By Lorin T. Smith/Northwest GuardianFebruary 10, 2011
One Joint Base Lewis-McChord clinic caters to a special clientele, one with four legs that pants, fetches and provides years of loyalty to its owners.
Some even help heal their masters, but in turn, require their own medical attention to stay in shape.
Tucked away in the dense McChord Field woods near the Whispering Firs Golf Course is a clinic that treats nearly 6,000 animals a year. While that may not seem like a lot compared to the number of humans walking through the doors of Madigan Healthcare System's clinics or the Airman's Clinic at McChord Medical Clinic, in animal terms, it represents a lot of dogs and cats.
The bustling JBLM Veterinary Treatment Facility in Building 768 on Warehouse Road treats dogs and cats exclusively. The staff now makes more appointments than ever, thanks to the thousands of Soldiers and Airmen returning from deployments to the installation in 2010, said Sgt. Rita Jo Stewart, the veterinary NCOIC.
The clinic is typically packed, especially if any of the more than 350 military working dogs providing force protection or therapy to active-duty servicemembers comes in for an exam or an emergency.
"(Military working dogs) take a higher priority and that's not necessarily understood," Stewart said.
One unfortunately named female enjoys the attention she commands.
Butch routinely heads to a clinic sandbox to do her duty, but in less than a month, the 15-month-old black Labrador will be heading for duty to the sandbox of Iraq with the 98th Combat Stress Control Team. There she will provide much-needed stress-relief therapy for Soldiers suffering from a traumatic brain injuries, post-traumatic stress disorder or a number of other injuries.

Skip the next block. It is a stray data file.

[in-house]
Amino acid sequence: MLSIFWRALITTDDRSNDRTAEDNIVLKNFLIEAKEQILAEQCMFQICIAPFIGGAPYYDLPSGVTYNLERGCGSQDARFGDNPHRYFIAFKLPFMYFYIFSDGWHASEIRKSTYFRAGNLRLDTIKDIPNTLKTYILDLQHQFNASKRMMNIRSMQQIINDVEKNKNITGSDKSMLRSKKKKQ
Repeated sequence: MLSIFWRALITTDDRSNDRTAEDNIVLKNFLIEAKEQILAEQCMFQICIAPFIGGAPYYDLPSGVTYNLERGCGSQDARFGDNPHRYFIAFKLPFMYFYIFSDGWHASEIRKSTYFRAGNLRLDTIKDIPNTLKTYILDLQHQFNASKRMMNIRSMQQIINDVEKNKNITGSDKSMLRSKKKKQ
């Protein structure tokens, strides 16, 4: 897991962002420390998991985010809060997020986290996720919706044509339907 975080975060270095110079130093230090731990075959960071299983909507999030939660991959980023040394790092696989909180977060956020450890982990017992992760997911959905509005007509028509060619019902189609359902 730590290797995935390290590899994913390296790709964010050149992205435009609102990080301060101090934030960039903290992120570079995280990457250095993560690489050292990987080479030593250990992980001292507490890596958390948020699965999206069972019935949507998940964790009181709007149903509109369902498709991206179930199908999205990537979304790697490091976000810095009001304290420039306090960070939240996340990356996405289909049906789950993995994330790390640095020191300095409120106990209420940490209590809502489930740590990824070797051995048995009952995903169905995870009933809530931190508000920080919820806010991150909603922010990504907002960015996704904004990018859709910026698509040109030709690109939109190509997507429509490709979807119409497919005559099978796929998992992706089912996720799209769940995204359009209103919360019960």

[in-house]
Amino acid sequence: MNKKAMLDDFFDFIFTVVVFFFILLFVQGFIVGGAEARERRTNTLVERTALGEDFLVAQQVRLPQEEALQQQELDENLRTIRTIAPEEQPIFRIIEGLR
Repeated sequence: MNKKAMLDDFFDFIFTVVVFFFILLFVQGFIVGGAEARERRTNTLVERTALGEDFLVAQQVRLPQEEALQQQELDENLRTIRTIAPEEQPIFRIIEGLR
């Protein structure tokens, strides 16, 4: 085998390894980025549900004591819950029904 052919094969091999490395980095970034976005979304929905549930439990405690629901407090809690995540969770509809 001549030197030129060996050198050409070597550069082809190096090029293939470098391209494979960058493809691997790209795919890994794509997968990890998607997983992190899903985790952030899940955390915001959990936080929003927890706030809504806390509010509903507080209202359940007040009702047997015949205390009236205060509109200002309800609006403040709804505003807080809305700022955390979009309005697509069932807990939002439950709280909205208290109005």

Before Butch can head downrange though, she, like all Soldiers preparing to deploy, had to be cleared by medical authorities. In this case, it wasn't a doctor at Madigan Healthcare System, but a veterinarian at the JBLM Veterinary Treatment Facility.
"She's looking pretty good," said Capt. Alicia Gehling, the clinic's officer in charge.
Therapy dogs like Butch come from nonprofit organizations like America's VetDogs, which provides hundreds of dogs a year to military units, Warrior Transition Units or directly to veterans with individual needs. The dogs deploying to Iraq and Afghanistan go to behavioral health units to offer emotional support for servicemembers dealing with issues like combat stress, sleep disorders and problems at home. Like doctors, the dogs have clinical time as well as walk-abouts, when they meet Soldiers to provide on-the-spot therapy.
Butch soon replaces a combat-stress-control dog already in theater.
"The dogs love taking care of Soldiers and love their job," said Valerie Cramer, a trainer with America's VetDogs.
The organization donates the dogs to the Army, which saves taxpayers an average of $60,000 per dog. Handlers train the dogs for three to six months on stress control, physical therapy and occupational therapy. They also learn to respond to emergencies by alerting others if their owners experiences disease-related episodes like seizures due to epilepsy or diabetes.
America's VetDogs provides dogs to veterans at no charge.
As valuable assets, the dogs don't deploy without protection. Like servicemembers, the dogs wear ear and eye protection and carry backpacks filled with food and water. Fully mobile and ready to fight, they are trained to withstand the extreme noise at weapons ranges and to maneuver around helicopters on landing pads and zones.
"We give them an opportunity to have the best skills to utilize in theater, and the dogs are trained to the highest standard," Cramer said. "They do their job, which is taking care of Soldiers."
For more information, visit www.vetdogs.org or call 866-VETDOGS (838-3647).
Lorin T. Smith: firstname.lastname@example.org